Nigeria has a deficit of over 500,000 data protection officers. What is the commission doing to bridge the gap?

Data Production is very new in Nigeria; we actually started effectively as a bureau in 2022 and as a commission last year in June 2023, when President Bola Tinubu signed the Data Production Act, so we are relatively new and have a low level of awesomeness. But we are creating a lot of awareness through interviews like this, and we also engage in sectoral training and capacity building for ministries and agencies. We are well aware of the deficit of manpower in these areas, and in an area like data protection, we need a minimum of 500,000 data protection officers. The certified ones in the country are not more than 10,000, hence the dire need for experts in the area to bridge the skills gap. The commission is doing everything possible to boost the figure through training and certification. The commission is working on an initiative that would enable private instructors, universities, and polytechnics to train data protection officers.

What does it take to become a data protection officer?

There are two ways to become a data protection officer in Nigeria. Either you possess a bachelor’s degree in a related field such as information technology, computer science, cybersecurity, or data protection, or you are trained in the required skills. You can gain experience in the field of data protection by working with organisations involved in data compliance or privacy roles, such as data analysts, IT auditors, or security analysts. Practical experience is crucial for understanding the complexities of data protection. Remember, being a DPO requires both technical expertise and good communication skills because you will be responsible for ensuring compliance with data protection regulations and communicating privacy policies to stakeholders. We are trying to have a national certification in Nigeria. We want to produce a poll of globally certified data protection officers who will be able to compete with their counterparts abroad.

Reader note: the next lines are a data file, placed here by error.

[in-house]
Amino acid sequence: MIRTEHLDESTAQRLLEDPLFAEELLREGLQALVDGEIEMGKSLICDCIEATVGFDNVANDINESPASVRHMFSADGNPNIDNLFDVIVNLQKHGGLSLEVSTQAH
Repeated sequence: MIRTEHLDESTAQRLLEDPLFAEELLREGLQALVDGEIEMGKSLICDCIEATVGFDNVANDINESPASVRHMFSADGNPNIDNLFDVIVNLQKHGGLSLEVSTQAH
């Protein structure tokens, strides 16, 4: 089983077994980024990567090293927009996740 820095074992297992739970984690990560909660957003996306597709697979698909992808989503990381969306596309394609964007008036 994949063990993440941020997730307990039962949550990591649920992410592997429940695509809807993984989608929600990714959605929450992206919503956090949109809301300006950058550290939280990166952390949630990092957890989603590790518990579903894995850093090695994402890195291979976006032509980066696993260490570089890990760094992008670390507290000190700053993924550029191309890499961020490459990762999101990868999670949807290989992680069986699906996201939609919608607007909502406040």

Artificial intelligence is fast becoming the in-thing now. How has your commission positioned itself to embrace it?

The commission has the power to create regulations for emerging technology and impose fines on companies that have committed a breach of data protection. Artificial intelligence (AI) is just one of those emerging technologies that are always ahead, but one good thing about our law, like I said, is that it’s the most progressive law in the whole world. It has provisions for us to make regulations on or against emerging technologies, unlike laws that were made about ten or twenty years ago and did not envisage things like AI. We have also incorporated data privacy by design and by default.

What’s your focus as the federal commissioner of the NDPC, and where do you see the Commission in the near future?

My focus is to have a Nigeria where data protection or privacy is a culture and a data protection environment that enhances job creation in line with the president’s vision of creating two million jobs in the digital economy.